OEM Questions Need For Indian GTF Shop

Credit: Pratt & Whitney

Pratt & Whitney has hit back at claims that Indian airlines’ difficulties with the geared turbofan engine would have been alleviated by a dedicated engine MRO facility in the country.

Last year, an adviser to India’s aviation ministry said Go Air might not have failed “had we had the requisite MRO services in the country”.

But the OEM denies this. “The premise that having an MRO shop in India would have any impact on MRO support for Go or Indigo doesn’t make sense. The engines are still being serviced in the geared turbofan (GTF) MRO Network,” Jenny Dervin, the commercial aerospace public relations lead for Pratt & Whitney parent RTX, tells Aviation Week.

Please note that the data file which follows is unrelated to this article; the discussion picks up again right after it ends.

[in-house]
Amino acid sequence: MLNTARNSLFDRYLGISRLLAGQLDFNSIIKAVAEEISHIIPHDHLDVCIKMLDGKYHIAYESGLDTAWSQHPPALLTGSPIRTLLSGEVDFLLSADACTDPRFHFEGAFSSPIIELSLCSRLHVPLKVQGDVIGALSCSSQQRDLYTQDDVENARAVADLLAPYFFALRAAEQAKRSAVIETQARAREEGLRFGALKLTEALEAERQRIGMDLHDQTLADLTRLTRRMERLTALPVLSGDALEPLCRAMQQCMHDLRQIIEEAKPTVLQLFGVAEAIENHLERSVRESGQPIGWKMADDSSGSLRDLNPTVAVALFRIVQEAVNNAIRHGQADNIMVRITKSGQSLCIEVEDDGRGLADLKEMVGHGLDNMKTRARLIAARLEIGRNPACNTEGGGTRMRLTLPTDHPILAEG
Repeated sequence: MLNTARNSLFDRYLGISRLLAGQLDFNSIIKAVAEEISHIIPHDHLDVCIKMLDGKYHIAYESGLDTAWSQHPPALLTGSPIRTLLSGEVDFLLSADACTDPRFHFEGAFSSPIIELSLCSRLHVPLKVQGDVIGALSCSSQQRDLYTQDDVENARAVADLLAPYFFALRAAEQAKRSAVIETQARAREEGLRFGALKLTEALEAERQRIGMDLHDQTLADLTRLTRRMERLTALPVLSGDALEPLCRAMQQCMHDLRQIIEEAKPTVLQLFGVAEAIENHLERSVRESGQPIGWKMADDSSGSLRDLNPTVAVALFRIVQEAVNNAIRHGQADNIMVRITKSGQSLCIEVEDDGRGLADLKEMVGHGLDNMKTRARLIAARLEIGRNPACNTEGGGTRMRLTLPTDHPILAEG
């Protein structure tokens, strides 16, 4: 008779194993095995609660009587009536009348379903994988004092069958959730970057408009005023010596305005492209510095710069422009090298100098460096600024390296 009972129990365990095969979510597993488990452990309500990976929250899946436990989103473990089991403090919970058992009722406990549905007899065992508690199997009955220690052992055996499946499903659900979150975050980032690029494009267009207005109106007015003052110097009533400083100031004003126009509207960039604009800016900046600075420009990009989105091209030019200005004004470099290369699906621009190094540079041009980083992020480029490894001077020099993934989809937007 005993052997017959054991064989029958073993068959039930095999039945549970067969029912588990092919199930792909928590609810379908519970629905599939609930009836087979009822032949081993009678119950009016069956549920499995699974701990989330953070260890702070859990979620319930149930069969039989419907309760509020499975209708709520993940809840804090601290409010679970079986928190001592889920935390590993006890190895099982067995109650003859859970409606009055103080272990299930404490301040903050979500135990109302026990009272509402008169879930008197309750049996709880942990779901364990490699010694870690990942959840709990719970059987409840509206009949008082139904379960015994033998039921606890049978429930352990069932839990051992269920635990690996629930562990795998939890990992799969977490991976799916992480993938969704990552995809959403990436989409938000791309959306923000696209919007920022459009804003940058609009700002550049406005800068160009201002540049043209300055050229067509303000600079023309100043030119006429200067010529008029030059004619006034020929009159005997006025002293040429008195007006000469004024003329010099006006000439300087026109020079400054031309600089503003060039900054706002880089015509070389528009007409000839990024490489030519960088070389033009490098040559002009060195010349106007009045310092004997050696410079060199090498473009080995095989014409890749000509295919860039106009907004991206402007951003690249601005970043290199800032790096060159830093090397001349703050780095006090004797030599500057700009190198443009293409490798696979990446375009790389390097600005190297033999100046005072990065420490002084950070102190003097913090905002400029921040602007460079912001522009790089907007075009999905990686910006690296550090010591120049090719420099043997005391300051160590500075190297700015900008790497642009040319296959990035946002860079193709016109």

Furthermore, Dervin believes that an unrealized plan to develop GTF capabilities at AI Engineering Services (AIESL) would not have helped either, given the time it takes to build up to full shop visit capability.

For example, she highlights Taiwanese carrier China Airlines, which joined Pratt’s MRO Network in 2020 and only inducted its first GTF in late 2023.

AIESL signed a preliminary agreement with Pratt in 2020, while Go Air ceased flights in May 2023. Dervin adds that despite the airline not paying Pratt for “years” leading up to its failure, the engine OEM continued providing it with engines and services. 

She also notes that Pratt has made huge strides developing its global aftermarket capacity, which has doubled in size over the last four years and should rise to 19 GTF MRO shops next year.

Alex Derber

Alex Derber, a UK-based aviation journalist, is editor of the Engine Yearbook and a contributor to Aviation Week and Inside MRO.